How We Can Help One Another Face the Day

Good Morning!

The Lord’s blessings on you as you wake up and get ready to face the day. Be encouraged and know Christ is with your every moment in His grace. For today’s worship and prayer help we are going to look at a couple ways we encourage one another through Jesus, especially when our lives have us so busy in the daily by-and-by.

I’ve never been one that’s good at conversating about feelings. Particularly when we are talking about an emotion that is more like a rush of energy than anything else. Encouragement is almost like a shot of endorphin that pushes the struggle bus forward and knocks it back in gear, which makes it now the go-forward machine. It’s interesting how sometimes something so innocuous as a random text or message can affect the whole of our countenance, but that is what we are describing when we take on this subject. Encouraging words or actions are rarely major events. Most of the time the best kind of support is what you receive when you are not looking for it. There’s something to be said as well about the small, regular, routine stuff that may not seem like much until it is no longer present. One of the things we need to be watchful for is that it is not communicated that inspiration must take on only a feminine feel. I know it’s somewhat gauche to say this nowadays, but men and women can have different needs on this front, and neither should be neglected. That being said since this is a spiritually-focused Tuesday devotion there are several places in the Bible we can go to find what we need to look for all our benefit.

The first place to go is 1 Samuel 23 and the way Jonathan provides care for David.

In this scene David is on the run from Saul. The current king of Israel has heard of the promise made to the son of Jesse and is determined to not let the plan of God came to pass. He figures if he kills David then he can’t be king. Sound logic, bad idea. As David is out running around with his merry band of men putting out fires and taking care of things Saul should be doing, the future king of Israel is drawn low by the incongruity of the situation. In life even when we are doing the right things we can be in a position where we know things ain’t the way they are supposed to be. We keep on keepin’ on, but that nagging feeling in our souls won’t let us have peace. That’s similar to what David is dealing with here. So how does Jonathan coming to him in 1 Samuel 23:16-17 help? First, it is a kind word from a friend. We’ve heard at length (especially in 1 Sam. 19:1-2) how these two men were fond of each other. Male friendship has taken a hard hit in our overly-sexualized era, and the lack of it has hurt men of all ages. Yet what we see here is how the faithful words of a true compadre give peace and strength to a man of God. Jonathan’s simple words say, “ Then Jonathan, Saul’s son, arose and went to David in the woods and strengthened his hand in God. And he said to him, ‘Do not fear, for the hand of Saul my father shall not find you. You shall be king over Israel, and I shall be next to you. Even my father Saul knows that.’” In saying what he does Jonathan is giving us an example of what really helps, the pointing to the promise and surety of the covenant God has made with us in Christ. Why should David not be anxious about Saul’s desire to destroy him? Because Jehovah made a vow, and Jehovah is not in the business of breaking His oaths to His people. Now, we aren’t David, but remember something important about that. We are actually in a better place than him, because our promise is not an earthly kingship. Our hope and peace in Christ is in an eternal throne where the believer’s Sovereign sits this very day. Here in this passage we see one way we can be sure to encourage the downtrodden in our covenant family: by reminding them of God’s promise in Jesus. It is a powerful word of truth for any man or woman who seems lost amidst the chaos.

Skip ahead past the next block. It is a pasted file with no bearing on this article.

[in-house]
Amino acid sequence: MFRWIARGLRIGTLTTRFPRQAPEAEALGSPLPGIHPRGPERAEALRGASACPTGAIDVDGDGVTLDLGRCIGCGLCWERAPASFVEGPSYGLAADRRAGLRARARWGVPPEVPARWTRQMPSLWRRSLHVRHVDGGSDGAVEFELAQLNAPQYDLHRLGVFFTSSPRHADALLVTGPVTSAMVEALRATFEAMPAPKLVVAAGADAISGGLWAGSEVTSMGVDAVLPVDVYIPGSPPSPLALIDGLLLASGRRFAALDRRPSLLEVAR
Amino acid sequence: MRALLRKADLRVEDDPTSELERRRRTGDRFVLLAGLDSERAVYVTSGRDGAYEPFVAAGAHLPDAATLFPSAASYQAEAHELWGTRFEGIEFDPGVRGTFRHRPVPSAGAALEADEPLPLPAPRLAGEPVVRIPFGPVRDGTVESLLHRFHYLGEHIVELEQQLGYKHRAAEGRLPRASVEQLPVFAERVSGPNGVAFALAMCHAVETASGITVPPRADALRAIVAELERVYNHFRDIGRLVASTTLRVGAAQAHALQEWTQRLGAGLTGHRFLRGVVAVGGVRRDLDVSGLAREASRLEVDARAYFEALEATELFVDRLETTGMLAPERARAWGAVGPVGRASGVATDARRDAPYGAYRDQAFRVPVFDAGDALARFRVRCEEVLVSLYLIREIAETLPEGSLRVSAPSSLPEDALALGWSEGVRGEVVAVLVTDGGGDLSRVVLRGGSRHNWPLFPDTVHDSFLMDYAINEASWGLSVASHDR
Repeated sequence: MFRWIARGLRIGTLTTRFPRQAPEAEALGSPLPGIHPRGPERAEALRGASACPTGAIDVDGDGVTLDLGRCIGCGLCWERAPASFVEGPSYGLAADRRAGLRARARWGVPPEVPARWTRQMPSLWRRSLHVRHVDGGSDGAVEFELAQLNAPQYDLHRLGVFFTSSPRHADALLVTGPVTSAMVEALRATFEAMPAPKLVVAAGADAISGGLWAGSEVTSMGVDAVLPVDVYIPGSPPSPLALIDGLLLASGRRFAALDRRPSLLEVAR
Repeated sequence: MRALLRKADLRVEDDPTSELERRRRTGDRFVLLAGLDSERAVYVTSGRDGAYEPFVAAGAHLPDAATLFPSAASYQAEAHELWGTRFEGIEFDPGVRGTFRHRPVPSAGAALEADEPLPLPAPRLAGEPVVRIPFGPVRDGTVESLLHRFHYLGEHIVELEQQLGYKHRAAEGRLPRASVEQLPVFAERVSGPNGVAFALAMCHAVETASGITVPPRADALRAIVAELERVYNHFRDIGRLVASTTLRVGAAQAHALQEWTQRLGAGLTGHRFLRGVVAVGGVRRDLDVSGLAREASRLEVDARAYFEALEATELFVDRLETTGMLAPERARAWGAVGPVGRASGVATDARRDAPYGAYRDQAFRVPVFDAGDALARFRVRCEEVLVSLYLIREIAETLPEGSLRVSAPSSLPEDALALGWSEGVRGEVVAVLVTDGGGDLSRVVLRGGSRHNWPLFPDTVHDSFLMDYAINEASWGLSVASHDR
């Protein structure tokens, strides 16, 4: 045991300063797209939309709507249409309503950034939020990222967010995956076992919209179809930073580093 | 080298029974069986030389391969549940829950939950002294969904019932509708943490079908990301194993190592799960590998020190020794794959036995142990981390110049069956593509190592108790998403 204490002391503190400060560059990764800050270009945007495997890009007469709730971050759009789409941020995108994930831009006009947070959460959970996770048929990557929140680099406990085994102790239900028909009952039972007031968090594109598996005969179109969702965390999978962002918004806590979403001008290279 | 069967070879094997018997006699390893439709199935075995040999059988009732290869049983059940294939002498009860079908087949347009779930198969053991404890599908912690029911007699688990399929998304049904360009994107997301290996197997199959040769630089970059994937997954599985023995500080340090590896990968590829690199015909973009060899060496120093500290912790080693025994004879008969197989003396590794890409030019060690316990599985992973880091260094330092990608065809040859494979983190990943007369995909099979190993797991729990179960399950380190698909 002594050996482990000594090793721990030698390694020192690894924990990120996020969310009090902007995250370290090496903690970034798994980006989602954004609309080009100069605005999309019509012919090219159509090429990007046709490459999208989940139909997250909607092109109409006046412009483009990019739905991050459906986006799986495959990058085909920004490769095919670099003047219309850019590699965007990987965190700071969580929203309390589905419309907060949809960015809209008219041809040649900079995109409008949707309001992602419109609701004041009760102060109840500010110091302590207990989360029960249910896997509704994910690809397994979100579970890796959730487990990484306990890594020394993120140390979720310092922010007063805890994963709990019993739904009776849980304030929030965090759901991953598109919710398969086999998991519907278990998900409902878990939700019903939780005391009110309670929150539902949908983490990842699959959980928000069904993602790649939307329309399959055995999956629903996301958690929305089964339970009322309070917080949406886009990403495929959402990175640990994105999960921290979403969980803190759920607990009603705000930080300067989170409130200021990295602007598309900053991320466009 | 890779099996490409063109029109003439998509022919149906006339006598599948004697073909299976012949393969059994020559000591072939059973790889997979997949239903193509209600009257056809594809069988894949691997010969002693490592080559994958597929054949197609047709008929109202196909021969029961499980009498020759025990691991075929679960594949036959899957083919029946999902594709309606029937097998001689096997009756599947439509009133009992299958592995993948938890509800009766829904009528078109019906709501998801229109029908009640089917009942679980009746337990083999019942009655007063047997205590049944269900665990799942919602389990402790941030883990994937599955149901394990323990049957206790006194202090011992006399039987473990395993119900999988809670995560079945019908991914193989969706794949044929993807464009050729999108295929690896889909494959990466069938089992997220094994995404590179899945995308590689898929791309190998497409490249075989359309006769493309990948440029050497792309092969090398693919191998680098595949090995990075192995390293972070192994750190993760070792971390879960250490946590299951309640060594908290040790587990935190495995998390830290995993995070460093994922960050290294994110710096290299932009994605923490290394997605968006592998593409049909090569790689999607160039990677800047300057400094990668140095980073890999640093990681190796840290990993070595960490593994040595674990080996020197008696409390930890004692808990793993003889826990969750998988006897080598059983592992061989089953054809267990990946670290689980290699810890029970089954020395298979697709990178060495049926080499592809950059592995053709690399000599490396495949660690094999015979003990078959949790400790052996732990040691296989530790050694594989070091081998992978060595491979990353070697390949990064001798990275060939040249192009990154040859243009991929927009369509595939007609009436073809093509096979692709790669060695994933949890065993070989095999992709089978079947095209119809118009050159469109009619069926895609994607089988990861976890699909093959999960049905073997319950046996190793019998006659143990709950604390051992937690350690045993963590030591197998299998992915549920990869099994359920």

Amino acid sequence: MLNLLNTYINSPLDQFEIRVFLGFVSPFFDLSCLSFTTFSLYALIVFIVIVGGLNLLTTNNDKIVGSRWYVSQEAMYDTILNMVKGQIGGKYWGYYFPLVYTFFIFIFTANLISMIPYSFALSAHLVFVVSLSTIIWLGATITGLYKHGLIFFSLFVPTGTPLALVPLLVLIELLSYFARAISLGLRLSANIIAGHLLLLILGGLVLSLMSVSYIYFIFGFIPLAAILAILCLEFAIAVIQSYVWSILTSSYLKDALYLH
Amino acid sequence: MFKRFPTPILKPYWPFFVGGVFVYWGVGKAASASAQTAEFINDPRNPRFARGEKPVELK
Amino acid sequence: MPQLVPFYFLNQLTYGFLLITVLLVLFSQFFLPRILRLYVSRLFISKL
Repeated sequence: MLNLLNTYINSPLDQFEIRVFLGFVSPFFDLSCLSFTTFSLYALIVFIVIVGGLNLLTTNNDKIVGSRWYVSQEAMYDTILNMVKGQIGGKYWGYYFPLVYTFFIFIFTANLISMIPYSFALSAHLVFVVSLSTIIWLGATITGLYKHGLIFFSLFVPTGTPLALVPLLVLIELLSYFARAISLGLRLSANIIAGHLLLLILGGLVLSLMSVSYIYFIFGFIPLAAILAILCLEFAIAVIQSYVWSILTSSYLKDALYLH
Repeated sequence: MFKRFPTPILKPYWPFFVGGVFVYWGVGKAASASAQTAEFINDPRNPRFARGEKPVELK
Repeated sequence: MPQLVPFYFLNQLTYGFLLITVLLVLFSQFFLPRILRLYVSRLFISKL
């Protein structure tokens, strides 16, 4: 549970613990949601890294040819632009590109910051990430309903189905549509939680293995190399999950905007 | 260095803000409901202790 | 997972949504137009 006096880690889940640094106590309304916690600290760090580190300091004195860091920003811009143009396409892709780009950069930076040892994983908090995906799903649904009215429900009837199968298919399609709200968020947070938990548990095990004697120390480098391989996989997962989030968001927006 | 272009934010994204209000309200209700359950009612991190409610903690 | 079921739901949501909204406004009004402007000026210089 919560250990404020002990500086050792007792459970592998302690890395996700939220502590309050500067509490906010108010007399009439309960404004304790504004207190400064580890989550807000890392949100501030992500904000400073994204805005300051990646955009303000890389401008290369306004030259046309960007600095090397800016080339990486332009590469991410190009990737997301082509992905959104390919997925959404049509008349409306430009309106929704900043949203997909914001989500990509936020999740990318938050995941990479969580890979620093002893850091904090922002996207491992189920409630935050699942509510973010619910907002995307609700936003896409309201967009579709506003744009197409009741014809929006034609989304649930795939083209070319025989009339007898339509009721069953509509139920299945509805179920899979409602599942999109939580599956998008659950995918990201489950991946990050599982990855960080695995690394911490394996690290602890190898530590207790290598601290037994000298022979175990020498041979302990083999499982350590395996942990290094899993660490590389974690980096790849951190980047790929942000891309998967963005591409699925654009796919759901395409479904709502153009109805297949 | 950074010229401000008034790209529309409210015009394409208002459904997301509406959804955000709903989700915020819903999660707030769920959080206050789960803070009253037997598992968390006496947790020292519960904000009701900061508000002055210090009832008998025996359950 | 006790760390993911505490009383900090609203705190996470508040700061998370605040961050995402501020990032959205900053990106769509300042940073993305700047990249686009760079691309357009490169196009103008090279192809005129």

Another good Scripture to look at to see how we can help our brothers and sisters in Christ who need a little pick-me-up can be found in Paul’s letter to Colossae. He writes:

“For I want you to know what a great burden I have for you and those in Laodicea, and for as many as have not seen my face in the flesh, that their hearts may be encouraged, being knit together in love, and attaining to all riches of the full assurance of understanding, to the knowledge of the mystery of God, both of the Father and of Christ, in whom are hidden all the treasures of wisdom and knowledge.”

In that testimony we see the power of true Christian friendship founded in a mutual comprehension of the grace of God to sinners. Another way men and women of faith are easily dismayed in this life is when it comes to their own transgressions. In our brains it can be simple for us to acknowledge Bible truths about the gospel without ever actually applying them to our own souls. It’s one thing to know Jesus died for my sins on the cross, it is another to believe that this is the case. What the apostle does in the passage above is remind his readers that God in His love for us has given us others in a like condition, saved by the same Lamb, and brought to peace by the same Spirit. Mutually encouraging one another to be assured of this truth is a major help to the downtrodden. It is a great help for us to remember we are not alone in the battle before us.

We’ve barely scratched the surface on the ways we can help one another as members of the same household. However these two primary means: pointing to the covenant of grace in Christ and coming alongside a brother to show them the power of the gospel cover what we really need.

Be encouraged today and be an encourager to someone else as the Lord opens the door.

Blessings in Christ,

Rev. Benjamin Glaser

Pastor, Bethany ARP Church

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